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  • Dan Connors

Fitting room theory- are the slobs winning?


"Leave it better than you found it" Robert Baden Powell


Does the picture above disgust you? Fitting room abuse happens frequently, and my days working at a clothing store shocked me to see what normal human beings could leave behind for other humans to clean up. There are no cameras in fitting rooms, so people are free to try on clothes and discard the ones they don't want, unsupervised. How they leave them is purely up to them. My store had a small cart for people to hang up their unwanted items, but only a fraction of people used it. More commonly, I came upon scenes like the above, with clothes removed from the hangers, turned inside out, and tossed on the floor or seating area. There are stories out there of much worse, disgusting things left behind for others to clean up.


It takes store personnel a long time to return unwanted clothing to sellable condition. It has to be re-hung, re-folded, and returned to the proper fixture, which can be quite a challenge in a large store with dozens and dozens of clothing racks. "Sure," one might argue, "but isn't that what we pay them for?" Technically yes, but employees dealing with cleaning up messes like this are unavailable for helping customers, and they can get burned out quickly after witnessing the thoughtlessness that embodies fitting room abuse.


A few years ago, a post on shopping cart etiquette went viral, pointing out how people who don't return shopping carts are bad people. Here is the original meme:


After witnessing fitting room disasters, the shopping cart debate seems quaint. Shopping carts can be retrieved in seconds, but fitting rooms can take hours to recover. No employee will likely figure out how much of a slob you are, but your bad karma could pass on to them and make them care less about how they leave things elsewhere when not being monitored. Obviously not all shoppers are this irresponsible, but very, very few of them bother to return the items they don't want to sellable condition or to the location that they took it from.


Leave it better than you found it. If we all did just this one thing, think of how great things would be. The concept of "better" may differ from person to person, but intention is the key. Make other people's lives a bit safer, happier, cleaner, and more enjoyable, and you will reap what you sow, as the saying goes. Unfortunately it isn't that easy. Life is complicated and we all have our own problems. Taking shortcuts on etiquette and courtesy save time and energy that can be spent elsewhere.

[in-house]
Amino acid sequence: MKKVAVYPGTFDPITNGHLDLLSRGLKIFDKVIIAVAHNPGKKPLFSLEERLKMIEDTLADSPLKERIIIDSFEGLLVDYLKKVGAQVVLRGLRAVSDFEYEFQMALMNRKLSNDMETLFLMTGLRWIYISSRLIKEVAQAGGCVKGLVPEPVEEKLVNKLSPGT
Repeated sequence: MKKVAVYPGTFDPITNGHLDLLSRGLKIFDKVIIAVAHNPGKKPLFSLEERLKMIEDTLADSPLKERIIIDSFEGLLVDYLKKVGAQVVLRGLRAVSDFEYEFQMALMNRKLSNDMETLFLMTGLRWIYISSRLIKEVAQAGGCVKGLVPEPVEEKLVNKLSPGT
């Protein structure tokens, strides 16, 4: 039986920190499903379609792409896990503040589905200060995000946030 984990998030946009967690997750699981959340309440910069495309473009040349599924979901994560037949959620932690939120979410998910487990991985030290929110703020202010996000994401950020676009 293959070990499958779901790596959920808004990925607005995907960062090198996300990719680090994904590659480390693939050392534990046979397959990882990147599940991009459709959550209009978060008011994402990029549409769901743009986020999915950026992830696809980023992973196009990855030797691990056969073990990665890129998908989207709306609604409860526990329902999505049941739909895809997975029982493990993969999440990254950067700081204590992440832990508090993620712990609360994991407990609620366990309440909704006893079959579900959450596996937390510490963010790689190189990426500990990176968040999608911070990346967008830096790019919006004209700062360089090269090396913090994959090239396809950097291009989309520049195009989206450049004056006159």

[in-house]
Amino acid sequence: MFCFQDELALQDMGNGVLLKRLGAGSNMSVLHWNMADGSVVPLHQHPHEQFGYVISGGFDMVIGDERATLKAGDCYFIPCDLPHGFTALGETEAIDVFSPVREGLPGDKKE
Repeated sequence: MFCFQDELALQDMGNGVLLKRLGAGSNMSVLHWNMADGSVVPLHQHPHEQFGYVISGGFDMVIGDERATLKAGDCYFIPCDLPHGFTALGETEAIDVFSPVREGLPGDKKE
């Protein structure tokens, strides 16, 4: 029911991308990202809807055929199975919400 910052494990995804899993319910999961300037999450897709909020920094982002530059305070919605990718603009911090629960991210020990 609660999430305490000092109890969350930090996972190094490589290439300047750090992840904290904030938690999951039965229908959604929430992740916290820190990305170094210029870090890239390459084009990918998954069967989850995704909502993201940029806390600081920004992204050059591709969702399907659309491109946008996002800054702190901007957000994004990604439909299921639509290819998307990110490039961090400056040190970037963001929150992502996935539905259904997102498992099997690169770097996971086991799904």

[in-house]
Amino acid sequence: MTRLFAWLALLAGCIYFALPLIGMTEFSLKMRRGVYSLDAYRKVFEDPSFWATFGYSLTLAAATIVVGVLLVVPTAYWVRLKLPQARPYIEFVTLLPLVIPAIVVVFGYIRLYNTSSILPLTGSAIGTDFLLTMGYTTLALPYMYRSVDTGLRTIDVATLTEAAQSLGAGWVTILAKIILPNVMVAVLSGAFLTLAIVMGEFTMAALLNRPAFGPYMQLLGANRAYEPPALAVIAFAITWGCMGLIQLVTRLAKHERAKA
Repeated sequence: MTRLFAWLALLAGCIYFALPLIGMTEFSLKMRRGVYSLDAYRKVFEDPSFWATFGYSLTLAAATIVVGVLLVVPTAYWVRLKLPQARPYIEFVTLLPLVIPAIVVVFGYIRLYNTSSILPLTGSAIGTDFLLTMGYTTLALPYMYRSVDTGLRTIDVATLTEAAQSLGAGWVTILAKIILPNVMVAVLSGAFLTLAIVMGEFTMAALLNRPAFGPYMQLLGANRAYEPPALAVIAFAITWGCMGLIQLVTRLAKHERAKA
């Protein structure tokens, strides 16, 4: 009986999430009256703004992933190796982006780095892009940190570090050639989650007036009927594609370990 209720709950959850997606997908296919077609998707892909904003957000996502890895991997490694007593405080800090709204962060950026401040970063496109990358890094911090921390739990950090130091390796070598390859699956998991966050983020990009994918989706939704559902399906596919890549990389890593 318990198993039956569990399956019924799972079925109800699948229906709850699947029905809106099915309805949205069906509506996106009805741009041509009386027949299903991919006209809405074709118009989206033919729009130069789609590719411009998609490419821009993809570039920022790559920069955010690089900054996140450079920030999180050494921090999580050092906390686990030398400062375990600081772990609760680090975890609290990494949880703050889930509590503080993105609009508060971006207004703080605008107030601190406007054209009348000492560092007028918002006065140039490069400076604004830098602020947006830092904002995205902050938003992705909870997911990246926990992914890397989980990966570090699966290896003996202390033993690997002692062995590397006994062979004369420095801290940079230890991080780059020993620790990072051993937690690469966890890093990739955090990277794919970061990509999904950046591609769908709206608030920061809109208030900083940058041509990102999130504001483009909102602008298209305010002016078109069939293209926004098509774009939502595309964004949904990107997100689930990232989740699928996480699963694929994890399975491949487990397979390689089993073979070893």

In a way, I feel a bit sorry for the folks who abuse fitting rooms. They somehow feel entitled to leave messes behind, and I wonder if their entire lives are a series of messes left behind for others to deal with. I wouldn't say it determines if a person is good or bad, as the meme claims, but it shows a serious disregard for others, and an immaturity befitting a toddler.

On my daily drive to work, I recently noticed a new sign at the highway exit- "Take your trash home with you". This was at a notorious spot for littering, as folks seem okay with dumping trash as they get off the highway. Littering is another of those areas where the consequences are rare and everybody is on an honor system to dispose of their waste properly. Litter, crime, and graffiti are all signs of areas that people have given up on, and they are signs of the constant struggle between the social fabric and chaos that happens every day.


Increasing polarization has torn at that social fabric, making it seem okay to heap lies and abuse on those we deem as "other", but once torn, social cohesion is hard to fix. If we want to have shopping carts to use, clean fitting rooms, and an environment that doesn't endanger our health, it's important to cultivate community and belonging. There will always be narcissistic, careless jerks in the world. We just need to give them consequences for their behavior and encourage them to be better people, giving them reasons to care. When we all stop caring, the shopping carts and all the other nice things that we share could disappear completely.


Luckily, there are people who do care, and who try to make things better than they found them. They are all around us. In my community, there's a project called Operation Clean Stream, which for 55 years now has used volunteer labor to go out into local rivers and streams to clean up junk and debris that have been discarded by others, making these natural areas enjoyable for all. And on a much bigger scale, there's the Ocean Project, a non-profit founded by an 18-year old Dutch entrepreneur, that's tackling one of the biggest messes that we leave behind- plastic in the oceans.


After watching the video of how someone is at least trying to clean up things like the Great Pacific Garbage Patch (now twice the size of Texas!), it makes my occasional forays into fitting rooms and littered sidewalks seem small in comparison. And the smallest step to fix a broken thing, clean up a little mess, or comfort a crying child gives us a good feeling inside that can grow and expand out to even better things and more improvements. It's contagious. But so is carelessness. Which is why we need to be diligent and aware that there are still important things in this world to care about besides ourselves.



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